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When Lalique celebrates its Muse

When Lalique celebrates its Muse

3 September 2015

From childhood, the French artist jeweller and master glassworker René Lalique (1860-1945) was fascinated by the nature surrounding the Champagne region where he spent his holidays. Like a true naturalist, he conceived a passion for plant life and the study of insects whose colours and light he so deeply admired.

From this he created spectacular jewellery, incredible reproductions of the impressions of nature that had always captivated him. While daring entirely new combinations of materials, he reinvented the jewellery of his time just as Sarah Bernhardt revolutionized theatrical performance.

He shared the same fondness for animals, plants and sumptuous finery as his close friend the actress. He would invent jewellery for her for both the stage and the city. With the ambition of “designing something never seen before”, he produced some of the most beautiful jewellery in Art Nouveau, stunning pieces of unrivalled realism.

Sarah Bernhardt, the Divine

When Lalique celebrates its Muse

Sarah Bernhardt led a dazzling life.

The daughter of a courtesan and unknown father, she was raised by a wet nurse and then in the convent. Mystical temptation was quickly swept aside by a much more devouring religion: that of absolute freedom.

She became an actress and served the greatest playwrights of her time, performing on stages around the world, each time arousing the same admiration for her talent.

Rebellious, exalted, extravagant, charming Sarah Bernhardt refused herself nothing, laughed at conventions, collected roles and lovers, as well as shoes, dresses and sumptuous jewellery to adorn her attire and hair; she became the ambassadress of the French arts, of theatre, of fashion and ornament. She lived with exotic animals, at times slept in a coffin; she was scandalous, criticised, and above all, admired.

“The queen of attitude and the princess of gestures” for Edmond Rostand, she was a “Golden Voice” for Victor Hugo, a “Sacred Beast” for Jean Cocteau, “Divine” for her worshippers and a Muse for René Lalique.

As the incarnation of the modern woman, she refused to let anyone dictate her life. Her famous phrase “Anyway!” sums up her philosophy: regardless of the obstacles, she did it… anyway!

Sarah a free woman - Adrienne

The story of Adrienne Lecouvreur would inspire a play, an opera and several films. A tragedienne of unequalled talent, Voltaire’s mistress and a beautiful, free woman, her mysterious death would inspire many legends, including one in which she was probably poisoned by a jealous rival. Sarah Bernhardt was the first to incarnate her, before writing a play that retold her story based on this tragedy. A tribute to Adrienne, in whose life she saw many aspects of her own.

When Lalique celebrates its Muse

The Adrienne collection celebrates drama in a contrast of sculpted onyx and diamond tears. The rings are adorned with a rubellite recalling the famous red of the theatre.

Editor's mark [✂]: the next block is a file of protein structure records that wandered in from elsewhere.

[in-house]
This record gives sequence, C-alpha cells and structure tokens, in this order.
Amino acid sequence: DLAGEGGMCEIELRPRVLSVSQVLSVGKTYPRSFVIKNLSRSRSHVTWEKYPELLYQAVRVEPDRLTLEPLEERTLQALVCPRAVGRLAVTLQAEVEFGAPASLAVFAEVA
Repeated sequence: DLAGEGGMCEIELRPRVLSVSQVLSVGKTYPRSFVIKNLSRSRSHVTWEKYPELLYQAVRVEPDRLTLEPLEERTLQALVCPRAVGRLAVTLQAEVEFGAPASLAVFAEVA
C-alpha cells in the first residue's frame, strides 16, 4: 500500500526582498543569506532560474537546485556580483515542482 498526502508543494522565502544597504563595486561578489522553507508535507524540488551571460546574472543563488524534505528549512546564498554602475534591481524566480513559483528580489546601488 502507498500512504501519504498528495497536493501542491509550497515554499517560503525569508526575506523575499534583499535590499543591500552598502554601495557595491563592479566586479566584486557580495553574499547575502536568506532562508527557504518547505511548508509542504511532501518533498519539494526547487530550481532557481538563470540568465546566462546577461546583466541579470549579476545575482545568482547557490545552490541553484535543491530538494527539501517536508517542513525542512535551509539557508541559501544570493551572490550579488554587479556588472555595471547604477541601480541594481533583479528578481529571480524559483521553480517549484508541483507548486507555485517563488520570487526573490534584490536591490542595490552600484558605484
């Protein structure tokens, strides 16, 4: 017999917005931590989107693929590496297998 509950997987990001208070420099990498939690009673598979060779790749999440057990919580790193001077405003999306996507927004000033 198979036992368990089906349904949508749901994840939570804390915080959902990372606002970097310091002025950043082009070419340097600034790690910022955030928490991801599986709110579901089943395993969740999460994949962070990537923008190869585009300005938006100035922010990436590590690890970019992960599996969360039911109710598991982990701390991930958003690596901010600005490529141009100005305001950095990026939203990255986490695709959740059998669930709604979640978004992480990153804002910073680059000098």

Her Secret Garden

The lily-of-the-valley was a favourite motif of René Lalique that decorates necklaces, bracelets and pendants with its tiny bells. This simple delicate flower is the perfect incarnation of Sarah Bernhardt’s early life in the convent. Later, during her Conservatory years, the actress’ talent would blossom and her voice burst into fullness. There she became the flamboyant lily, a powerful flower of imperial beauty.

When Lalique celebrates its Muse

She would wear a crown adorned with lilies specially designed by René Lalique for her role as Melissinde in The Princess Far Away by Edmond Rostand: a sumptuous stage jewel that reflects the essence of her personality.

Her Menagerie

The vibrant colours of parrot and peacock feathers, the iridescent reflections of the beetle’s elytra or dragonfly’s body… Lalique took his inspiration from an abundant animal world of flamboyant colour.

When Lalique celebrates its Muse

The actress reflected this exotic fauna in her menagerie as a symbol of her free and untameable personality. Crocodiles, boas, pumas, chameleons… parrots and beetles with legs dressed in threads of gold were the ones Sarah Bernhardt domesticated best, wearing them as practically living ornaments.

Sarah, the eternal woman "Vesta"

Goddesses, nymphs, mermaids… the mythological female figures inspired René Lalique in many of his designs. The Vesta collection, symbol of the Goddess of the same name that incarnates the Sacred Fire, the phoenix woman who is able to be reborn from her ashes, pays tribute to the eternal House of Lalique inspirations.

When Lalique celebrates its Muse

As a goddess of tragedy and theatrical legend, Sarah Bernhardt was a muse for René Lalique and a living myth who inspired his jewellery designed for the theatre stage. Mythological goddesses or mythical muses, these women’s stories and inspirations continue to live on today in a collection in white gold paved with diamonds and mother-of-pearl.

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